I drafted a pattern for the cuffs based on #1 of the cuff designs to the right. I wasn't sure why it has the stitches around the centre, however. Was it made in two halves and assembled? That's what it looks like, with the seam stitched, and then a row of topstitching on either side. Well, I made my cuffs as one piece, but added a row of stitching around the centre in any case, figuring it will help keep it from stretching out of shape. Maybe by making the cuffs in two pieces helped use up smaller pieces of cloth the shirt makers had lying around.
I added a quarter inch seam allowance to my pattern, and prepared to sew it. Like the collar I used two layers of fine linen for the outer pieces, and a slightly heavier linen for the interlining, in order to absorb more starch and keep it stiff.
Here's a cuff with the centre stitching completed, and prick stitched around the outer edge. I've punched holes for the buttonholes, but haven't cut the slits yet. I'm going to baste the layers together first so they don't move around once I cut the slits.
Here's the basting, and the slits cut. Once again I used a half-inch chisel to cut the slits, including the diameter of the punched hole in the length.
The cuff fastened on the sleeve. The top stud is a button stud, which goes through all four layers: the two cuff band layers of the sleeve and the two layers of the cuff itself. That holds it onto the sleeve. The bottom stud is actually a collar stud until I get some button links that I want to use. I could use cufflinks, but the links with the swivel foldy bit (technical, I know) aren't period correct for a Victorian shirt. Button links are two shank buttons connected by a little loop of metal - basically just a double-headed button.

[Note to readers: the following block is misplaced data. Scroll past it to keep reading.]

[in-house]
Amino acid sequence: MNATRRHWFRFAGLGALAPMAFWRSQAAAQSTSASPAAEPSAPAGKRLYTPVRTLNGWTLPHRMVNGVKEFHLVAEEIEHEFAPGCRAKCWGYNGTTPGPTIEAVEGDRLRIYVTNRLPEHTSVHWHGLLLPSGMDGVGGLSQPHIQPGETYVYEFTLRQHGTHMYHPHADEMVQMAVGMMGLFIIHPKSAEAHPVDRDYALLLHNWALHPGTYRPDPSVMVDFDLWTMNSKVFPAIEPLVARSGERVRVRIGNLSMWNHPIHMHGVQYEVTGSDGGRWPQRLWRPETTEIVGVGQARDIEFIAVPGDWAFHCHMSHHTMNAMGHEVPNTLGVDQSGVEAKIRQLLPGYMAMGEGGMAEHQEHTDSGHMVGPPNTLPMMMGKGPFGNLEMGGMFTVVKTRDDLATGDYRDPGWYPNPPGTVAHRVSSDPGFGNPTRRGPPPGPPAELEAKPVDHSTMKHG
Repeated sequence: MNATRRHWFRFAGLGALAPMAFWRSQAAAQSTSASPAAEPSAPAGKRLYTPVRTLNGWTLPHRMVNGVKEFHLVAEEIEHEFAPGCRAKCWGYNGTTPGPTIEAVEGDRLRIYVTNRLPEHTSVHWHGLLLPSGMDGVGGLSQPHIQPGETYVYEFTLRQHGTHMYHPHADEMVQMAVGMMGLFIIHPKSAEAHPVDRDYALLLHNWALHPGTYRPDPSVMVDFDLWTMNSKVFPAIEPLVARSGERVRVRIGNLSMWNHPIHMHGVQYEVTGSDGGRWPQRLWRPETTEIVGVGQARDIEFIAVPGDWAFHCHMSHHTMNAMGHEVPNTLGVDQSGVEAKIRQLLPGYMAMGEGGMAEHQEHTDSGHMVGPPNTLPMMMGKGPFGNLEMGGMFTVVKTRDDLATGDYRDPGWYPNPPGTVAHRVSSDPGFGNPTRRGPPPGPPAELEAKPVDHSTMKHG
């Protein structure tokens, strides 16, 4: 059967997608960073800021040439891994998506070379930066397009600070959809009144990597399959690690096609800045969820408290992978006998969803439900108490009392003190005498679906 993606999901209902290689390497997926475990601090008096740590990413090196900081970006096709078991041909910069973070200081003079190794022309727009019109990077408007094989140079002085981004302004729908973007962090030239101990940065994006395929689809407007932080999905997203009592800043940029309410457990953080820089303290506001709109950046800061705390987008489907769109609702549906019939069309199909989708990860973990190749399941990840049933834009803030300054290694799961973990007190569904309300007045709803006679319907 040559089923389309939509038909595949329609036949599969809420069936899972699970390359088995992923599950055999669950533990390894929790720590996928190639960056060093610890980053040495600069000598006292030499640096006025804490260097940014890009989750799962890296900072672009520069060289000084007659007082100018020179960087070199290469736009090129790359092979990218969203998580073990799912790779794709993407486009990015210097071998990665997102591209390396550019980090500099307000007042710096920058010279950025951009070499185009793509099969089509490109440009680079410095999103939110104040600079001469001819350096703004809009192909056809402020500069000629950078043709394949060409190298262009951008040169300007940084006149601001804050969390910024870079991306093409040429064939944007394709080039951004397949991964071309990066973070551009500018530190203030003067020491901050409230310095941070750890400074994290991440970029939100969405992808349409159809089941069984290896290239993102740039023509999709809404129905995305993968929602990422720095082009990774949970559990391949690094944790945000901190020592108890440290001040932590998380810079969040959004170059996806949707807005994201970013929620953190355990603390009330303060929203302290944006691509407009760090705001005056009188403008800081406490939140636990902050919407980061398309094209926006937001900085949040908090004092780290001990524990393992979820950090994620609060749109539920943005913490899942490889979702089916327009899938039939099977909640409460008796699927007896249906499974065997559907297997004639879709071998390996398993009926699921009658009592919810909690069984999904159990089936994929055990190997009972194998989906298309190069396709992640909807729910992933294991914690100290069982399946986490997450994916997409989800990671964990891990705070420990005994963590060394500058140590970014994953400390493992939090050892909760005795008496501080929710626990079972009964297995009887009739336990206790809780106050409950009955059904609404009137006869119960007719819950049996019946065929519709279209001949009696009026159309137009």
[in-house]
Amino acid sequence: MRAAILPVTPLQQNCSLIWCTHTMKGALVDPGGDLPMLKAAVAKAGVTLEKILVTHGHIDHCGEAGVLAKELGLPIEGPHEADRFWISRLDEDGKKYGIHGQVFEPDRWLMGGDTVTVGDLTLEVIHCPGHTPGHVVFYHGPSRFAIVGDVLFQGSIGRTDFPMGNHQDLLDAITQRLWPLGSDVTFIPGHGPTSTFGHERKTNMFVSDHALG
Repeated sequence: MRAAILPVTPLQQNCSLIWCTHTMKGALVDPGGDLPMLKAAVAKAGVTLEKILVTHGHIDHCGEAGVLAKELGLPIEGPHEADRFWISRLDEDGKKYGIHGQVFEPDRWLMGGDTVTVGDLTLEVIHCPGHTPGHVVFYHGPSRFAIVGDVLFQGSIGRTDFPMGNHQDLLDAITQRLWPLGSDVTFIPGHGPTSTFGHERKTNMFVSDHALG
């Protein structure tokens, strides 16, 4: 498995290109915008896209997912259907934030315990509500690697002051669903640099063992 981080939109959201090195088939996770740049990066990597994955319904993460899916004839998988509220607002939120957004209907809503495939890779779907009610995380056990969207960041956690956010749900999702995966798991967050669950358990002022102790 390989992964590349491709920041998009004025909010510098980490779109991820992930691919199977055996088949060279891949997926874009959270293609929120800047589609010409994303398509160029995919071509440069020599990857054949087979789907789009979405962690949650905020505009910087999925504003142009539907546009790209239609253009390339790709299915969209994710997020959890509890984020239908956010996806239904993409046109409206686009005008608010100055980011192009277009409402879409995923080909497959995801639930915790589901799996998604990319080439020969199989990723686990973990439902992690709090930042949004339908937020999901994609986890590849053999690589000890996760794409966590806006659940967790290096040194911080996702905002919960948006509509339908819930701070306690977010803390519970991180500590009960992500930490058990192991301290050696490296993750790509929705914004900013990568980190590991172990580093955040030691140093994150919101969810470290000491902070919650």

The view of the cuff most people will see. Well, they'll only see an inch or so peeking out from beneath a coat. That's the hard part of spending so much time on a shirt - people will only see a little flash of white, and the rest is always hidden. Oh well, I'll know (and so will all of you, having seen the whole process).
The last step is to wash out the chalk marks and starch and press the collar and cuffs. Then it's on to the next project!